Hundreds of yards from where the ring of boats were anchored and remained anchored, Dellinger set up shop and began to work the water column half way down in 24 feet of water. Using the same bait, perch came constantly. It was difficult to remain baited.  Most often Dellinger, my brother John, and I were setting down one hooked fish to attend to another.  We called it a day with plenty of perch for a very good fish fry but could have caught 75 perch at that spot in two hours had we stayed. Thanks to a necessary change by the captain, we had experienced the Golden Oldies of Lake Mendota.

perch fishing wisconsin perch catch at Lake Mendota
“Two typical Lake Mendota perch are the result of two bouncing rods for John Ellis as another school passes by the first week of July.” “After non-stop action on Lake Mendota the first week of July, three anglers have a cooler full of fish to divide for a fish fry.”

“That bite always puzzles me,” Dellinger said.  “We were in 24 feet of water and we turned the reel to work water about 12 feet down. You can’t always see the fish there. I do a panfish seminar and I tell people to always have a rod set half-way down. But I don’t always do it myself.  Today we had to try something different and it’s what we should have been doing since we got out here.”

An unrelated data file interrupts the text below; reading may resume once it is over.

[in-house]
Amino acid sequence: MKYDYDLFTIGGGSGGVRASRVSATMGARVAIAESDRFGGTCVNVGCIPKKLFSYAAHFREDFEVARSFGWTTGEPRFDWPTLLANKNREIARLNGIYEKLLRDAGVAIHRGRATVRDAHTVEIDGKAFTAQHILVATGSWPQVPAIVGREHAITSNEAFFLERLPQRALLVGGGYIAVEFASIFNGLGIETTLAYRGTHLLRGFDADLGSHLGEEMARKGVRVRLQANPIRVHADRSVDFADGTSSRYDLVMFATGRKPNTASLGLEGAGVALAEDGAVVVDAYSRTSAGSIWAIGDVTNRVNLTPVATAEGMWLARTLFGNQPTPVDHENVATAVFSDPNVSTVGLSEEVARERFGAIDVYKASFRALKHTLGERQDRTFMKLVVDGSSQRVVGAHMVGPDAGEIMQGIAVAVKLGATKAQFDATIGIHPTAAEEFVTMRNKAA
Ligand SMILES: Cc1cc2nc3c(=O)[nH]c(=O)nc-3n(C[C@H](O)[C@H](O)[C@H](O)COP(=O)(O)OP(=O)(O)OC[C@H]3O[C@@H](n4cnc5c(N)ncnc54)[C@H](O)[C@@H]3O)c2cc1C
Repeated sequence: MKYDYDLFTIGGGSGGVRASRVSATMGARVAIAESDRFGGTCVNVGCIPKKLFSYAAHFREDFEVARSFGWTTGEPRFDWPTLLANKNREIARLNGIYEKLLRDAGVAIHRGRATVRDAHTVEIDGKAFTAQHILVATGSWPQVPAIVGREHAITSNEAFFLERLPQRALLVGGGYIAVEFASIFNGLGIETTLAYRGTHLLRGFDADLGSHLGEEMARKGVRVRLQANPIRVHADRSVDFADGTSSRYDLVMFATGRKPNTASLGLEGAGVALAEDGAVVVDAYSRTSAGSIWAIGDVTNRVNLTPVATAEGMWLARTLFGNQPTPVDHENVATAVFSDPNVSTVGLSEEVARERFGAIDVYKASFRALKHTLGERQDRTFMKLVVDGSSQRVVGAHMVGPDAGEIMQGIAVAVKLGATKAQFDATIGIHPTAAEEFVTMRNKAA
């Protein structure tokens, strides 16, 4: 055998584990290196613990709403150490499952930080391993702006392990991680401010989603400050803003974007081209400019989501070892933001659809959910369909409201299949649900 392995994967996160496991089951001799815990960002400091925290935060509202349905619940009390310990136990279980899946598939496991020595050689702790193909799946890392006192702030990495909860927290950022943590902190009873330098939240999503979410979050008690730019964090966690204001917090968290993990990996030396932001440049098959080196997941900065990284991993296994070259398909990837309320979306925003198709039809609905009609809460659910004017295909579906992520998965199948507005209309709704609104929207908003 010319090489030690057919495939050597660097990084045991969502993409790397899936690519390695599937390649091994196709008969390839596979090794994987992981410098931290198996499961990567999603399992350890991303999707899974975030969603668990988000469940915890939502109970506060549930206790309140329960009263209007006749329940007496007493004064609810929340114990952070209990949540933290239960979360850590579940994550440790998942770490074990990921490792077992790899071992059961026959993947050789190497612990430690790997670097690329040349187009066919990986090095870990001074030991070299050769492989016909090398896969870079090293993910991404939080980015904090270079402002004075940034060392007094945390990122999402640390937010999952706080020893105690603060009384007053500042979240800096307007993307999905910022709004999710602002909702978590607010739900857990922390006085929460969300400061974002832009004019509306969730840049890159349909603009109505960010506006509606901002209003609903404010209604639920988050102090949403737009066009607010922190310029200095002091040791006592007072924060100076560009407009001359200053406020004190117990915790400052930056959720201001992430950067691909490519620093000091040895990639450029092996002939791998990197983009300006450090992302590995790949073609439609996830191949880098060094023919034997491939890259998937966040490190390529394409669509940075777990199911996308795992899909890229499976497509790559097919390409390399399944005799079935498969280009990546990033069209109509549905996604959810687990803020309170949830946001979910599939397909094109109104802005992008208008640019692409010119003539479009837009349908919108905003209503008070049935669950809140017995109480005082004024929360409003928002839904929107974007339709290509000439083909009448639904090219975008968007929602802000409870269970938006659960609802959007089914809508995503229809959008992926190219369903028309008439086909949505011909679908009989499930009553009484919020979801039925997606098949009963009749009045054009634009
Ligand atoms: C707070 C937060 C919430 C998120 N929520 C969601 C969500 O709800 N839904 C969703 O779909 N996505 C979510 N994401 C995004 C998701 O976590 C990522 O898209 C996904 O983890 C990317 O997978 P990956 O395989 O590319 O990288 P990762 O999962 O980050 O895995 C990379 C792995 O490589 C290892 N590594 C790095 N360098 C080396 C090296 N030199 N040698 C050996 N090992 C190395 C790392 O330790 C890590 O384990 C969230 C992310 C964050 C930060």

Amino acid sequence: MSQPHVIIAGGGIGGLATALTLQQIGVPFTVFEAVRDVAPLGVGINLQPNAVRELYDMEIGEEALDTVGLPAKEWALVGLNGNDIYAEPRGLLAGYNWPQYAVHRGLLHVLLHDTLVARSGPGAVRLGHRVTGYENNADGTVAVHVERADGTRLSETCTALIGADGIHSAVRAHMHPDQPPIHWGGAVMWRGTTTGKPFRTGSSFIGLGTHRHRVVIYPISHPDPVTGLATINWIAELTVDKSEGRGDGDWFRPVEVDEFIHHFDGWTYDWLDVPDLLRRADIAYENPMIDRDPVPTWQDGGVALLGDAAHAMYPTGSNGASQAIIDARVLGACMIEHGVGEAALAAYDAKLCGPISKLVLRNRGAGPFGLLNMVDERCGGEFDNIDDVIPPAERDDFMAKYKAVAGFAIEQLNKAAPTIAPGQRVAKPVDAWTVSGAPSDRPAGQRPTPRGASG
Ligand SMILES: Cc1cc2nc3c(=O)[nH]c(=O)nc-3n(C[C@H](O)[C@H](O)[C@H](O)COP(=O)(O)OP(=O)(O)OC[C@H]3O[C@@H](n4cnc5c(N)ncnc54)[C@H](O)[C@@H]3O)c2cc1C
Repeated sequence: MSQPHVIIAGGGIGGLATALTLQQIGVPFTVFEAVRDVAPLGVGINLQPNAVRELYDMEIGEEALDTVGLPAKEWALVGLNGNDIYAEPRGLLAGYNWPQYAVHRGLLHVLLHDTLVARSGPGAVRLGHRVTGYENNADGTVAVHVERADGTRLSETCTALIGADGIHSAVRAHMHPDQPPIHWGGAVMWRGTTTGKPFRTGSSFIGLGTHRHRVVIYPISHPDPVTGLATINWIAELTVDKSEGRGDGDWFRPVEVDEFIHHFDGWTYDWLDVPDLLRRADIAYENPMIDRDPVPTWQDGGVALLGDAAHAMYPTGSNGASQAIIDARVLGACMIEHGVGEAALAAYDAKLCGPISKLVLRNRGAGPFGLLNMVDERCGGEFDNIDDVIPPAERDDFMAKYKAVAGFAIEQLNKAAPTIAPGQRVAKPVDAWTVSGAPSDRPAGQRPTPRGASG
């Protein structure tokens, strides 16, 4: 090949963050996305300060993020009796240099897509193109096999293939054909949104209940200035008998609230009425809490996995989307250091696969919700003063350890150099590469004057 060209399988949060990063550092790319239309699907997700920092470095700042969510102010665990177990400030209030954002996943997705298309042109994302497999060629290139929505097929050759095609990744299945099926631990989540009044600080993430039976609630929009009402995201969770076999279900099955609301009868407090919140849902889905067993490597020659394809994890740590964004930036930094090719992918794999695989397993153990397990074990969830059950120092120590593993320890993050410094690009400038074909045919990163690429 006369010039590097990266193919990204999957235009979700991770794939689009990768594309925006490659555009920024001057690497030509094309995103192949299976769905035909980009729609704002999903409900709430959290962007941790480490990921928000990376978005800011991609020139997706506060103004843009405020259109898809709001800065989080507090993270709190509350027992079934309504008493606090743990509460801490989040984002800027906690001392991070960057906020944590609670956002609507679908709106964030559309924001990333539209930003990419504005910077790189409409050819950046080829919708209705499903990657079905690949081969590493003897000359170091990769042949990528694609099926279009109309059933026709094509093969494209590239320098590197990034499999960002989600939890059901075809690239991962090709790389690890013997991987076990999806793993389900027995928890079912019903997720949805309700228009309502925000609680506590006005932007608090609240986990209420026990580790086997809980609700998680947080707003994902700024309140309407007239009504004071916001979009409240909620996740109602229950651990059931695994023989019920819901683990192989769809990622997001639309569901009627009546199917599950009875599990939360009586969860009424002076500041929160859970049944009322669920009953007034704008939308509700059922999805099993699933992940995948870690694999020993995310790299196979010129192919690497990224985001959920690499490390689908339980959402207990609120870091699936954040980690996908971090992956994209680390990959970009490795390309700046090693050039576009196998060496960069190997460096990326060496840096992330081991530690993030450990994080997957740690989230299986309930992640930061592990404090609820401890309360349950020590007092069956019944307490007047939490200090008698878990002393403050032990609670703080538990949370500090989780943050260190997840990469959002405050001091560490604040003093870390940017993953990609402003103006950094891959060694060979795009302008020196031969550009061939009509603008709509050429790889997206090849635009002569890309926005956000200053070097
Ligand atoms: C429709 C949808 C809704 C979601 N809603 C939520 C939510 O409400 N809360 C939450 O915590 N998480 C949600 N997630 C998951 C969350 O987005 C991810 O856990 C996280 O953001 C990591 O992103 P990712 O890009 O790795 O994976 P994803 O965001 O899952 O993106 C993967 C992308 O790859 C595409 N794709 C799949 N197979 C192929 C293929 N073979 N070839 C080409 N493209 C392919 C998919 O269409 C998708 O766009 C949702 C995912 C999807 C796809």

Contact Gene Dellinger and D&S Bait at www.dsbait.com or 1-608-241-4225.  Contact the D&S Bait fishing hotline at 608- BIGFISH (244-3474.)

THE TACTICS

According to Guide Gene Dellinger, Lake Mendota perch are so desirable in taste, that a good year in quality and quantity will routinely pull anglers to Madison from a radius of 150 miles.  Its immense size just shy of 10,000 acres with a maximum depth of 82 feet doesn’t intimidate the masses. It’s not hard to find a perch party on the water when you count the boats by the scores, or to learn a tactic that most often targets insect-feeding fish working bottom mud.

“Right now they’re in 19-22 feet of water,” he said prior to our own trip. “Lots of perch fishing elsewhere is done on the rocks with minnows. These fish will come up but generally they feed by picking bugs and plankton right off the bottom. We’re vertical fishing with a 1/32nd ounce jig and plastic tail in a variety of colors tipped with two spikes and a hellgrammite with a heavy split shot above it. We use just a piece of hellgrammite for the smell.  They can pick the hellgrammite pretty easy but there is no reason to abandon the hook if a piece of meat (spike) is still there. The jigs and plastics give us profile and color options.  We don’t use a bobber, and we use real light, fast action rods. The bites are detected on the rod tips.  It works like a spring bobber in the winter.”

SIDEBAR END